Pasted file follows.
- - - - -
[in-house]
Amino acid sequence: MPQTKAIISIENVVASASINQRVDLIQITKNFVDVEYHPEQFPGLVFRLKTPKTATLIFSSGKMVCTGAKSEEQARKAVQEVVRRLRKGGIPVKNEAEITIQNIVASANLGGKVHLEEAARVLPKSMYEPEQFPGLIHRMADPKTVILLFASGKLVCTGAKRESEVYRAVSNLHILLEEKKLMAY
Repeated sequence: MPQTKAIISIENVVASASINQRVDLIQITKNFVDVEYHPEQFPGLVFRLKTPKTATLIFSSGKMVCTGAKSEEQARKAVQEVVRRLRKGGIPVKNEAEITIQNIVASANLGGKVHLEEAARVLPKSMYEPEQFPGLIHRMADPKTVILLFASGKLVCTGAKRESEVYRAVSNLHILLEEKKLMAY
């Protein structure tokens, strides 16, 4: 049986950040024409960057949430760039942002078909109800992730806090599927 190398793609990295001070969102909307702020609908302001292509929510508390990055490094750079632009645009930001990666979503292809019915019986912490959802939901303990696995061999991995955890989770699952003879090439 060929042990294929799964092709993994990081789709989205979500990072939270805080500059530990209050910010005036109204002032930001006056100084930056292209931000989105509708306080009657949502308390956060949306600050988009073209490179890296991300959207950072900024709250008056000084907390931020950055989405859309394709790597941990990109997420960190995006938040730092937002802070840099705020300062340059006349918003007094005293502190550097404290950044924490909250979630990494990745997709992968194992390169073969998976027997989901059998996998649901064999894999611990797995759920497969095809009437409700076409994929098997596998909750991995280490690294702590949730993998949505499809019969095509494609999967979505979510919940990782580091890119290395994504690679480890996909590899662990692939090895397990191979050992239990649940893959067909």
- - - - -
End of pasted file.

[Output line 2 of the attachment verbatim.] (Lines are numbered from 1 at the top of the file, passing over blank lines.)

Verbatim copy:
Amino acid sequence: MPQTKAIISIENVVASASINQRVDLIQITKNFVDVEYHPEQFPGLVFRLKTPKTATLIFSSGKMVCTGAKSEEQARKAVQEVVRRLRKGGIPVKNEAEITIQNIVASANLGGKVHLEEAARVLPKSMYEPEQFPGLIHRMADPKTVILLFASGKLVCTGAKRESEVYRAVSNLHILLEEKKLMAY